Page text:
The Making of a Nation [poem by Agnes L. Storrie]

[Editor: This poem by Agnes L. Storrie was published in Poems, 1909.]

The Making of a Nation.

Not by rearing fairy arches,
Decked with flowers a day shall fade;
Not by flinging myriad banners
Forth from tower and colonnade;

Not by feasts and shows and pastimes,
Fitting though such revels be;
Not by words of adulation
Poured from lands across the sea;

Not by these — a moment’s trifles,
Brilliant, but of little worth —
Not by these shall we who love her
Celebrate our Nation’s birth.

Deeper, deeper, past these baubles
And this proud and high acclaim
Beats a mighty heart that quivers
At the naming of her name,

And a low and strenuous murmur,
Like a surely rising flood,
Tells the passionate awakening
Of the true Australian blood.

We who love her! We who love her!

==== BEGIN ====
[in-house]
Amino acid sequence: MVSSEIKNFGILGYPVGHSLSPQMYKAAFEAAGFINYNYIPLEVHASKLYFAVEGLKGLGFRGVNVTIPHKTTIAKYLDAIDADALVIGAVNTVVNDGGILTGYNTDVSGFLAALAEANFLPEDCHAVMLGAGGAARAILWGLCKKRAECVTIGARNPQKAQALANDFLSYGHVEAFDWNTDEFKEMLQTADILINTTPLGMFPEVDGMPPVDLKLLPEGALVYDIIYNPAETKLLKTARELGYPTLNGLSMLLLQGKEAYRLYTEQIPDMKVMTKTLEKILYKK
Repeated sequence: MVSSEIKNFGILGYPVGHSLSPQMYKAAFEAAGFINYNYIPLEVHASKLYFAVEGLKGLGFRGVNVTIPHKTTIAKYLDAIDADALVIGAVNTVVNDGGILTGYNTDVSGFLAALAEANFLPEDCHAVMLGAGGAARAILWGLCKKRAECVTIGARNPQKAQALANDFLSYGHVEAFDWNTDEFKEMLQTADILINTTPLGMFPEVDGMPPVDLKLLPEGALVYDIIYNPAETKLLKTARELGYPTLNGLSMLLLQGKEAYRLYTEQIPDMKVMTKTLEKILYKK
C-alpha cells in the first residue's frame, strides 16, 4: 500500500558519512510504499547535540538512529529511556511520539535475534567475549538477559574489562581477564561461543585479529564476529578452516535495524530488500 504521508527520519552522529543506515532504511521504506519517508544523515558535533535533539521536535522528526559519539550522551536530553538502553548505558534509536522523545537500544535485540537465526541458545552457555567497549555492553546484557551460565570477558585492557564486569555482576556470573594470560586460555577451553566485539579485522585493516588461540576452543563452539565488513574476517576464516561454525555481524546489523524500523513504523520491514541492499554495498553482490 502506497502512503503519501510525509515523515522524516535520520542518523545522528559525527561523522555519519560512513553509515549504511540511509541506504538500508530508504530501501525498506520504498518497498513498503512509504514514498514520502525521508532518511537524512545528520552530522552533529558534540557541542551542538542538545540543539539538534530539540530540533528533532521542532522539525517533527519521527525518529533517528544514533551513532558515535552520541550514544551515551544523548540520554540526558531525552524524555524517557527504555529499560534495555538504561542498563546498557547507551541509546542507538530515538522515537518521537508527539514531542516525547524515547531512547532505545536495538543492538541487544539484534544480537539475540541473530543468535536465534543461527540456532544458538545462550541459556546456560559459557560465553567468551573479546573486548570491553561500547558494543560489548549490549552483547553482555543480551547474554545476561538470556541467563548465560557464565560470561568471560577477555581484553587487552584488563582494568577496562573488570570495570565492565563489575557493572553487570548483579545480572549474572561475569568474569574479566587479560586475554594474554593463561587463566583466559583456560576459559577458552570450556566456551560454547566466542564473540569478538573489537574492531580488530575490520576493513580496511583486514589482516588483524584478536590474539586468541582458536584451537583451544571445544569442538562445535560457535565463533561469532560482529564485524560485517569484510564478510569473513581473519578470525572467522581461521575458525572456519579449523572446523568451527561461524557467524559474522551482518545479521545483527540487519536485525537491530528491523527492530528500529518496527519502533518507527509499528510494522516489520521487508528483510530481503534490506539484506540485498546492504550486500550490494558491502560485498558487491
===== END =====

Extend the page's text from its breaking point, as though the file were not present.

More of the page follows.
Where and what and who are we?
Sweep your hand from Moreton Island
Till it meets the westward sea.

And from Torres Straits to Bruni,
From the Leeuwin to Mackay,
Wheresoe’er you go you’ll find us;
Call us, you shall have reply.

What are we who love Australia?
This the future shall reveal;
Yet, let every heart remember
Single worth makes common weal.

Who are we that love Australia?
Let a foe from near or far
Lift a hand to wound or shame her
And discover who we are.

Not by vain and idle boasting,
Not by wild, impetuous deeds,
But by steady, high endeavour
Shall we fitly serve her needs.

Honesty in hall and household,
Honour in the public mart,
Individual worth of purpose,
Purity of lip and heart.

These our flags for her adorning,
These her wreaths of deathless bloom,
These the jewelled lamps to guide her
And her upward path illume.

We who love her! God hath lavished
At her feet all earthly good,
Ours it is to make and keep her
Worthy of her Nationhood.



Source:
Agnes L. Storrie. Poems, J. W. Kettlewell, Sydney, 1909, pages 157-159

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